• Read more about why you have to check for response.ok A fetch() promise only rejects when a network error is encountered (which is usually when there's a permissions issue or similar). A fetch() promise does not reject on HTTP errors (404, etc.). Instead, a separate conditional must check the Response.ok and/or Response.status properties.
    • If the request was successful, then initiate the call to get the JSON data with const json = await response.json().
      • If the Promise from response.json() is resolved successfully, then the data, loading, and error states are updated accordingly to reflect this output.
  5. The hook returns an array with two fields. The first index includes an object containing the data, loading, and error fields. The second index includes the setUrl function which provides the ability to dynamically set the URL. (More on why the setter function is being passed back in the next section)

Using the Hook

Method #1 - Fetch on Component Render

There are two separate ways that we can leverage our custom useFetch hook. The first method involves making an API call when the component is first rendered. This involves passing in the URL to the useFetch hook when the hook is first instantiated.

โ„น๏ธ Background Info on the Code All the code snippets in this section are taken from the doggy-directory repository that houses the sample project I used in my "How To Test a React App with Jest and React Testing Library" article I wrote for DigitalOcean. This project leverages the Dog API to build a search and display system for a collection of dog images based on a specific breed.
import React, { useState } from "react";
import useFetch from "./hooks/useFetch";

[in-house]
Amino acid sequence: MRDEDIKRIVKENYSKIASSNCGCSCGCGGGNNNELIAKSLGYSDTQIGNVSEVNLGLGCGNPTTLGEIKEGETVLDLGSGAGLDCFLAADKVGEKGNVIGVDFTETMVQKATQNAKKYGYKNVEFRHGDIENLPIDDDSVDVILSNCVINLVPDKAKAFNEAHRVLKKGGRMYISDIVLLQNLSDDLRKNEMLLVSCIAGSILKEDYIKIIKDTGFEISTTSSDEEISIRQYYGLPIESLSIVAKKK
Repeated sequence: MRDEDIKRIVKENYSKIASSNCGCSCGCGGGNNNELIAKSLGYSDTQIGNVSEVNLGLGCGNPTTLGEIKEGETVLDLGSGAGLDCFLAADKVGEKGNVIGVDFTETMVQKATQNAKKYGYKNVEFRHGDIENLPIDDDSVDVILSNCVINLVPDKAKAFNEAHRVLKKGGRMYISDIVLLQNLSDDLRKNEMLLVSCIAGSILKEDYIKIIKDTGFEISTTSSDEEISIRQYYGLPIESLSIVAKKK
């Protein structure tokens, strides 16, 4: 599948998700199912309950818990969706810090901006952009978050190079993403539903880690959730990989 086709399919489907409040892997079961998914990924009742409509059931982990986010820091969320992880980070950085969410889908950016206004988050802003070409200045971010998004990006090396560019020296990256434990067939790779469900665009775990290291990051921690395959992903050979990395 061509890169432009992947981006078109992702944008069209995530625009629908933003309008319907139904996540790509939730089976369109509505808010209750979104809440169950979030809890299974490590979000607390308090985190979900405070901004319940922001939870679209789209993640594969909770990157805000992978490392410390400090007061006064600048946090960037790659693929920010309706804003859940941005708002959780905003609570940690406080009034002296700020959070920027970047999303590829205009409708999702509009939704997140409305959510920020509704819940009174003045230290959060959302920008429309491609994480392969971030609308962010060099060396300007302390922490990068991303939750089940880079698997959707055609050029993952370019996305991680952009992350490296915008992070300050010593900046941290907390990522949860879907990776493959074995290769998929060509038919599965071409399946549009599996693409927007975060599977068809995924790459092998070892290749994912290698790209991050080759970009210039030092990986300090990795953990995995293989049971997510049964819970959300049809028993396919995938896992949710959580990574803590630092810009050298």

function App() {
  const [selectedBreed, setSelectedBreed] = useState("");
  const [{ data: breeds, loading: loadingBreeds }] = useFetch("")

//....Rest of App code
  • As you can see, the useFetch hook is declared at the top of the component and passes in the initial URL to fetch from. The data and loading fields are being destructured out of the array returned back from the hook. In addition, object destructuring and renaming are being used to create the breeds and loadingBreeds to provide more explicit state names.

Method #2 - Fetch at a later time

The second method involves fetching in response to events outside of the component render. This approach involves using the setter function to invoke the fetch call in a more dynamic fashion.

This implementation is emulated after Apollo Client's - useLazyQuery hook.

In the previous section, we saw that the hook returns back a setUrl setter function. Because we have to adhere to the rules of hooks, we cannot call hooks inside nested functions so the setter function provides a way to make the fetch process a bit more dynamic.

import React, { useState } from "react";
import useFetch from "./hooks/useFetch";

function App() {
  const [selectedBreed, setSelectedBreed] = useState("");
  const [{ data: breeds, loading: loadingBreeds }] = useFetch("")
  const [{ data: dogData, loading: loadingImages }, fetchImages] = useFetch()

  const searchByBreed = () => {


//....Rest of App code
  • In this code block, we have added const [{ data: dogData, loading: loadingImages }, fetchImages] = useFetch() which destructures out the object housing the state variables and the setter function which we have relabeled as fetchImages.
  • Notice how we are NOT passing in a URL when declaring the useFetch hook as we did in the first example. This is intentional as the URL is being set in the searchByBreed click handler with the fetchImages() setter function.
  • Structuring the useFetch hook in this way makes it so we can run a query in response to different events, like the click of a button in this example, while adhering to the rules of hooks.

El Fin ๐Ÿ‘‹๐Ÿฝ

Although this useFetch implementation is not the most robust solution out in the wild, this is a great option for projects where you want to get up and running quickly without a third-party library. Plus, it solves most use cases when grabbing data for side projects.

For alternative data fetching solutions, check out popular libraries like SWR, React Query, and, if using GraphQL, Apollo Client's useQuery hook.

If you enjoy what you read, feel free to like this article or subscribe to my newsletter, where I write about programming and productivity tips.

As always, thank you for reading, and happy coding!